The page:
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Famous satirical poems advocated a plan for providing dispensaries for the relief of the sick poor,
as a protection against the greed of apothecaries.

[GARTH, Samuel].
The dispensary. A poem. In six cantos. The ninth edition. With several descriptions and episodes never before printed.
London, printed for J.T. and sold by Tho. Astley, 1726. 12mo. With frontispiece and 6 full-page plates, one for each of the cantos engraved by Lud. Du Guernier (included in the collation), many woodcut head- and tailpieces. Calf over boards, gold-tooled spine. [24], 84, 36 pp.
€ 350
Ninth edition (the first after the dead of the author) of this satirical mock-heroic poem in six cantos which had been first published anonymously by Garth in 1699. Although the satire on the building of a medicines dispensary for the poor at Royal College of Physicians, has now been largely forgotten, at the time of its publication the poem was an instant success, making the writer the talk of the London coffee houses and the fashionable literary scene. The poem went through three editions within a year and eight editions appeared within Garths lifetime and the text was reprinted regularly throughout the 18th century.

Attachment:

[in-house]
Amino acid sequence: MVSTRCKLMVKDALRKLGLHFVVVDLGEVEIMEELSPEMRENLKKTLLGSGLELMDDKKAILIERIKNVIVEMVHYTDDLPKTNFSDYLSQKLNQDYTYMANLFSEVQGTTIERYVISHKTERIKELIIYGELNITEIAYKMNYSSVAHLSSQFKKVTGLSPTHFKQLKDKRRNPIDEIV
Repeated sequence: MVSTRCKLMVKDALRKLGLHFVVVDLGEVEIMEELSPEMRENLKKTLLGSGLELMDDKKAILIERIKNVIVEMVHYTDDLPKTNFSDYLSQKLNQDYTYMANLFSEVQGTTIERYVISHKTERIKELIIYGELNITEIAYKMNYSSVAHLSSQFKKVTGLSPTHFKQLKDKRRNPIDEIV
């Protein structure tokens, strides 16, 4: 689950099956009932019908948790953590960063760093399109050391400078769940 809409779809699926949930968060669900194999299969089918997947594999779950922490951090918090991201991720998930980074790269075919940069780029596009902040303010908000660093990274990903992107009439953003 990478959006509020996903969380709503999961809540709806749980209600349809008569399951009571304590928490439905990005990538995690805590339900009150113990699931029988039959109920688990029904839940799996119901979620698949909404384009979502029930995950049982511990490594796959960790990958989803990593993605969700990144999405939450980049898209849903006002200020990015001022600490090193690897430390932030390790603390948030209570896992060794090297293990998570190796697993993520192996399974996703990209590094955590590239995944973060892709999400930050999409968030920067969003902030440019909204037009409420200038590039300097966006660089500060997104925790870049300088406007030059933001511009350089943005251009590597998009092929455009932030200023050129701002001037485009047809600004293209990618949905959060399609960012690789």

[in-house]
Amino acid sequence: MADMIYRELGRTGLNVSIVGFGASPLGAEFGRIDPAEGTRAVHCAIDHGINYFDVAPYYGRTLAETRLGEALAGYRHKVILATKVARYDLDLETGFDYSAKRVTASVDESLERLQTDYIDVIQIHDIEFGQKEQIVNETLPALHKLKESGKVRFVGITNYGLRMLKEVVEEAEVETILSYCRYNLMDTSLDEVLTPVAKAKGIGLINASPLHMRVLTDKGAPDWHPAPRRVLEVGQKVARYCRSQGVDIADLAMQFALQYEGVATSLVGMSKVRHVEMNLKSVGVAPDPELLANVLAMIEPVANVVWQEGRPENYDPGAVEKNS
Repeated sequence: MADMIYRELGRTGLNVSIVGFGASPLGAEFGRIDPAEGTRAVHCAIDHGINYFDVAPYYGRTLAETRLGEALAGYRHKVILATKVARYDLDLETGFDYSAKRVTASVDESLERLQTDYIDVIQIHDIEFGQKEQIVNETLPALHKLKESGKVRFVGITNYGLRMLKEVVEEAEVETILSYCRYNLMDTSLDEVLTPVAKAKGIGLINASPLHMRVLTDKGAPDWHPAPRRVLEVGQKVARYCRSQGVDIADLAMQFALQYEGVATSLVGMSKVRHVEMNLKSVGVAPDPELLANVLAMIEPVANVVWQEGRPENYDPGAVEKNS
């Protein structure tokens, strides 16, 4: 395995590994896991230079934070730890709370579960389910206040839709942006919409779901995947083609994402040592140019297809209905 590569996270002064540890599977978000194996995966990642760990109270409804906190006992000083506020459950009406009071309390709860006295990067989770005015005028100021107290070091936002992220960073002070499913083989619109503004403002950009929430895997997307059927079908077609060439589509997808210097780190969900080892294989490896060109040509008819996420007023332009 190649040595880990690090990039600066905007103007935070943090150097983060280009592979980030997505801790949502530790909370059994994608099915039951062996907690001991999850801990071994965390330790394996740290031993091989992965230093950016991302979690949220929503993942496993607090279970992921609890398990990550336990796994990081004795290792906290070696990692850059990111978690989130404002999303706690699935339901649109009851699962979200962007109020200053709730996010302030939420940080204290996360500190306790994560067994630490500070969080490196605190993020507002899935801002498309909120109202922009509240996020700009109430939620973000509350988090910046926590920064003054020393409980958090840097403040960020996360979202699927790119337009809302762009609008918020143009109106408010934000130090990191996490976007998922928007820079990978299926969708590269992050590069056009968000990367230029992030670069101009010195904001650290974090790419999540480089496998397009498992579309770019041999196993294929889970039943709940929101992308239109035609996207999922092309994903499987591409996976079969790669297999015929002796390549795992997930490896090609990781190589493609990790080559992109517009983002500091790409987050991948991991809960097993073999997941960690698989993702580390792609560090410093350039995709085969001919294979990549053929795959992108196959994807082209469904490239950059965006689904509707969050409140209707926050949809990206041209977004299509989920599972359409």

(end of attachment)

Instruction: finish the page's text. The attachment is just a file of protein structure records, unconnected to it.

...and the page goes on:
Samuel Johnston, in his Life of Garth, suggested that the poem appealed because of its clear moral stance. After all, Garth was on the side of charity against the intrigues of interest, and of regular learning against licentious usurpation of medical authority.
With ownerships stamp of Wm Sherlock, Ormskirk, on first fly-leaf. Hinges weak, slight marginal browning and spotting. C.C. Booth, Sir Samuel Garth, FRS: The Dispensary poet, in: Notes Rec. R. Soc. Lond., 40,2 (1986), pp. 125-45; B. Brander, B. Samuel Garths The Dispensary. Washington Univ. School of Medicine in St Louis, Bernard Becker Medical Library (2016).
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Related Subjects:

Art & architecture  >  Caricature, Costume & Satire
Medicine & pharmacy  >  Pharmacology / Pharmacopoeia